• When discussing feedback and reviews, at one meeting someone asked: “Did anyone watch someone do something that could have triggered a feedback opportunity?” Despite most people answering yes to this, most of the judges recognized they didn’t actually deliver that feedback, for many different reasons. So, once again we call upon the importance of seizing those opportunities, take a step forward and start a conversation about that interaction. Remember, you don’t need to have a precise idea of how this judge can improve, as imperfect feedback does not equal useless feedback. Also, positive feedback can be as useful as critical feedback, and both are really great at sparking a helpful discussion.
  • Regarding counterfeits, it was discussed that we can’t publish information about how we can discover them, as that gives cheating players too much info on what we look for. A possible idea is to develop a counterfeits workshop that judges could utilize at GPs or conferences.
  • There’s consensus that the mission statement of the Judge program is good, and it relates to more than just the GP judge. But we should publicize it more. Maybe have it be the welcome message on Apps. Nicolette Apraez is going to contact other RCs about including it in the different welcome wagons.

Action items

In talks with the JudgeApps development team, we identified 4 different things that could be improved:

  1. New users aren’t subscribed to [o]fficial announcements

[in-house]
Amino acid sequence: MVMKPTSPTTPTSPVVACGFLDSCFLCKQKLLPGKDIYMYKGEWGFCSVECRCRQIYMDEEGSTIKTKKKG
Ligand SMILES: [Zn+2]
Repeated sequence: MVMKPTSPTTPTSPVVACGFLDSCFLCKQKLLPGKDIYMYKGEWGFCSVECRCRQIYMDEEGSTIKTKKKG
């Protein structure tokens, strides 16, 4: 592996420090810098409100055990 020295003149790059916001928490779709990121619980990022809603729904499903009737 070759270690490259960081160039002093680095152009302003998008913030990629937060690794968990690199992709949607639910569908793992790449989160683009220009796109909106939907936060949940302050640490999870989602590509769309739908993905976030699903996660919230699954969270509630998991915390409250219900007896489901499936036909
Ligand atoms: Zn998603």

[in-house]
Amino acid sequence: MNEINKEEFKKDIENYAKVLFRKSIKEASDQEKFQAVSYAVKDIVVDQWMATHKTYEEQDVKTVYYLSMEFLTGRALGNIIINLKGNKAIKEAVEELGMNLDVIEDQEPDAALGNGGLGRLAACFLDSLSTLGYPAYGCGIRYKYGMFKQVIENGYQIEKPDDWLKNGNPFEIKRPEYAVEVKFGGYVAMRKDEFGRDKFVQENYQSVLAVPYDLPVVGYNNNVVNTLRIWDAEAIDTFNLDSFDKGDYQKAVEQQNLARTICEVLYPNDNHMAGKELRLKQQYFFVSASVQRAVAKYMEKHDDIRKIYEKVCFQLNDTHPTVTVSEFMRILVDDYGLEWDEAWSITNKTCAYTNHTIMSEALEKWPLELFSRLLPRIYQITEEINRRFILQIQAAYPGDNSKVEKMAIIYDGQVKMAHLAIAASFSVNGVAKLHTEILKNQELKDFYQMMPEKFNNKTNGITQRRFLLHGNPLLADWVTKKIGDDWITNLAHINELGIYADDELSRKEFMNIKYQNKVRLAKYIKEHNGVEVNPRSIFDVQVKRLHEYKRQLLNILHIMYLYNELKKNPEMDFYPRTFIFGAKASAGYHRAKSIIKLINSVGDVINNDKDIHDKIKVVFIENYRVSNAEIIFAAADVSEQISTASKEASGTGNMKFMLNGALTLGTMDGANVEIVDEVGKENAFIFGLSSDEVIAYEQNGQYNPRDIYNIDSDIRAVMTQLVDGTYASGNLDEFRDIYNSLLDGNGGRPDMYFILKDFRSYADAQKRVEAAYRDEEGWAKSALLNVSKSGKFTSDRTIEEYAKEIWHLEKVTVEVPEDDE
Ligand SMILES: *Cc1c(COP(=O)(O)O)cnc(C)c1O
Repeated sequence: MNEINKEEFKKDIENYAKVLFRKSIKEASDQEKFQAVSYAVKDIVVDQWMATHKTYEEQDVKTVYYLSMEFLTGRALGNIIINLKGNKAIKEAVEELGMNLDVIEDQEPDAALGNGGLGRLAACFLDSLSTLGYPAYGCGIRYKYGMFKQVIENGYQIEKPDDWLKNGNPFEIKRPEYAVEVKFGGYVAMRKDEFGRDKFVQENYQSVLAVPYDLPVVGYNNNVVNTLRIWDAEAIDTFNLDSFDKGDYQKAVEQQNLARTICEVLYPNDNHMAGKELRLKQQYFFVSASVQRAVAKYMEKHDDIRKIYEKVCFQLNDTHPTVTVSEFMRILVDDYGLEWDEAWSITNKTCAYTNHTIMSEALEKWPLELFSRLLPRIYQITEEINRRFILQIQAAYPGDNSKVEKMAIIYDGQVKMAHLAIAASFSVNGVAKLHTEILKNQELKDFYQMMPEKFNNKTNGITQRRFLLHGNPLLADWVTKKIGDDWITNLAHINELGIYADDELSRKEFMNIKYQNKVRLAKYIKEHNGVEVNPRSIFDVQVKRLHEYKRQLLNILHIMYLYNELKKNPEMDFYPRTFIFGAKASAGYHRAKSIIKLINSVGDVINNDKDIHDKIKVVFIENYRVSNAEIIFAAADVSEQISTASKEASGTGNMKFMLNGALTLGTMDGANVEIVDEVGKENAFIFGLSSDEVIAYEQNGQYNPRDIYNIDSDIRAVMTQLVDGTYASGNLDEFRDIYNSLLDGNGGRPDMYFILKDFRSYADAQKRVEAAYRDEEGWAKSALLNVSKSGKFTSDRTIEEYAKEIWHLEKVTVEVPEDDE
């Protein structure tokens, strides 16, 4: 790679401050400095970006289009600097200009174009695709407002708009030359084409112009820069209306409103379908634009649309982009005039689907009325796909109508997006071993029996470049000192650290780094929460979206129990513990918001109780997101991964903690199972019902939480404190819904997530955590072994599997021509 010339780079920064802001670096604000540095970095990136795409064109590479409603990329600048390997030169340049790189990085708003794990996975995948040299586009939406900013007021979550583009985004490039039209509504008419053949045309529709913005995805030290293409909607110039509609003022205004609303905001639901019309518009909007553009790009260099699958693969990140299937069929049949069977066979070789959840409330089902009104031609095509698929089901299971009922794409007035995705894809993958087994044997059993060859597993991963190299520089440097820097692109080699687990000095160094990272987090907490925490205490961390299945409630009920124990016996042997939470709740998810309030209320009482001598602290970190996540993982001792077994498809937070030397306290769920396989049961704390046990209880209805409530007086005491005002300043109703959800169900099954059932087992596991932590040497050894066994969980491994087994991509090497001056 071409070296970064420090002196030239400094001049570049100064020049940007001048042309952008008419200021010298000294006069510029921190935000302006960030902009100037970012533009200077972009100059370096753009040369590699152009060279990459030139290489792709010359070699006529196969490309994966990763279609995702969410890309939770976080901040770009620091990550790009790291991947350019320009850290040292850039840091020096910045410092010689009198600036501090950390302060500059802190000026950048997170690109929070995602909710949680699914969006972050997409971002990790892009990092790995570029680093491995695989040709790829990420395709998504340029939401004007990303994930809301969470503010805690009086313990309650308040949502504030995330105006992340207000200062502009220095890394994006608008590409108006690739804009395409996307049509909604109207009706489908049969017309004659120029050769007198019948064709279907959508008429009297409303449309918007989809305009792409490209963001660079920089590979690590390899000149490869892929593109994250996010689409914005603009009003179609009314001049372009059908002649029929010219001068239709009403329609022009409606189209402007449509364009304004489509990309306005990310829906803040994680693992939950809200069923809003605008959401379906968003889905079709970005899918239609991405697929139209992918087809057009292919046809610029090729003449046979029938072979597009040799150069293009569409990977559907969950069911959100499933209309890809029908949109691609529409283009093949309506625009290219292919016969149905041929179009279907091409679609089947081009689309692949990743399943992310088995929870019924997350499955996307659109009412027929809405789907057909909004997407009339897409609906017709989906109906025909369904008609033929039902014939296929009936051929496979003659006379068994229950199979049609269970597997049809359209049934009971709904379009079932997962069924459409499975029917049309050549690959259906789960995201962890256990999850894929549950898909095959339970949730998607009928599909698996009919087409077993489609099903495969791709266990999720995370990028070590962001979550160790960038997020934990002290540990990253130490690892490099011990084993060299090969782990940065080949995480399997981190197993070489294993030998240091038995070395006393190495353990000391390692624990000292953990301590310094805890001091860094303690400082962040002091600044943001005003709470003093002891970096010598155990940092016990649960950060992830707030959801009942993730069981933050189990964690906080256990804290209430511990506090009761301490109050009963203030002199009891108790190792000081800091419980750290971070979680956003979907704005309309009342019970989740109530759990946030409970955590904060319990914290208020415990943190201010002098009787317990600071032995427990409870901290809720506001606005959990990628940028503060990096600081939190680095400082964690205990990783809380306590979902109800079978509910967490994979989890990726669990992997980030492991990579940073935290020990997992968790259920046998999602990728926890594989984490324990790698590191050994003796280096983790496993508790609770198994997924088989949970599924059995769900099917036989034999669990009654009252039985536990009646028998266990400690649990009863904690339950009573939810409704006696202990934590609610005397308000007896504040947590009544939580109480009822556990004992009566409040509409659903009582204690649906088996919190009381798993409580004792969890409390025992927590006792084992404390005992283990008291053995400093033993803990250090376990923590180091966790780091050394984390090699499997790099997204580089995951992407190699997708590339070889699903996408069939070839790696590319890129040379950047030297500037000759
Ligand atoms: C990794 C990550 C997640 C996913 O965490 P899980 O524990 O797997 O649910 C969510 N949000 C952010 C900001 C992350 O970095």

2. New users aren’t subscribed to new forums they gain access to by default (regional forums, TLC/TLTP, L3)
  3. Existing users aren’t subscribed to new forums they gain access to by default
  4. Existing users aren’t subscribed to official announcements

#1 and #2 are already fixed by a slight change in the registration process. Now, every new user defaults to emails on for official and unofficial announcements, emails off for the other forums. And they are given a list of every forum and their default settings, with the option to change it. There’s a new setting for “new generic forum post” to “email and on-site notifications” so that when they get access to things like regional forums or TLC/TLTP, those notifications default to on. This last one will also apply to exist users, fixing #3 for future forums they gain access to, as they were many judges saying that sometimes they didn’t even know there were new forums they were gaining access to (an example of this being the TLC forum). #4 is still under review. There’s no agreement in whether changing the setting for 22.000 existing accounts is something desirable. What do you think?

Also, we need help. Specifically, we need judges willing to take responsibility for the following action items. If you want to help, please contact us and we’ll talk about how to move forward.

  1. Looking into ways to improve education tools for policy knowledge
  2. Evaluation of current maintenance requirements – are they in a good place?
  3. Determine methods to confirm quality of reviews for L2 maintenance requirement

You might notice that some of the previous paragraphs contain open questions. And that’s on purpose. I invite everyone to give their view in the comments section. Planar Bridge doesn’t end on GP meetings. We want to know the opinion on these topics from the broader audience, so we thank every single suggestion.